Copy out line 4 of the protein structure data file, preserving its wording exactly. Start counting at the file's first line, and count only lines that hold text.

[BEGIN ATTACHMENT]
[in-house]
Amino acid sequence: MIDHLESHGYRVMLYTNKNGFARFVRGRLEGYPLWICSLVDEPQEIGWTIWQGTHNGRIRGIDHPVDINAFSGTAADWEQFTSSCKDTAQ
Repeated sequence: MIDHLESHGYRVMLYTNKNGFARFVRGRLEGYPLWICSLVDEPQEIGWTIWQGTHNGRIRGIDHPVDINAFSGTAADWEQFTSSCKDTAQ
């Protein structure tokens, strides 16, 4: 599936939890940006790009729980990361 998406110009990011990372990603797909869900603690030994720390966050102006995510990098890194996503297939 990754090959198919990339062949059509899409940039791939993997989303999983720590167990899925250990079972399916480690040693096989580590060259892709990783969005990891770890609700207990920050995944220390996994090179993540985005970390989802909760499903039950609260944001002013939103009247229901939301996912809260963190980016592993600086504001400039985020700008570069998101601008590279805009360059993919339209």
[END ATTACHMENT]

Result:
């Protein structure tokens, strides 16, 4: 599936939890940006790009729980990361 998406110009990011990372990603797909869900603690030994720390966050102006995510990098890194996503297939 990754090959198919990339062949059509899409940039791939993997989303999983720590167990899925250990079972399916480690040693096989580590060259892709990783969005990891770890609700207990920050995944220390996994090179993540985005970390989802909760499903039950609260944001002013939103009247229901939301996912809260963190980016592993600086504001400039985020700008570069998101601008590279805009360059993919339209």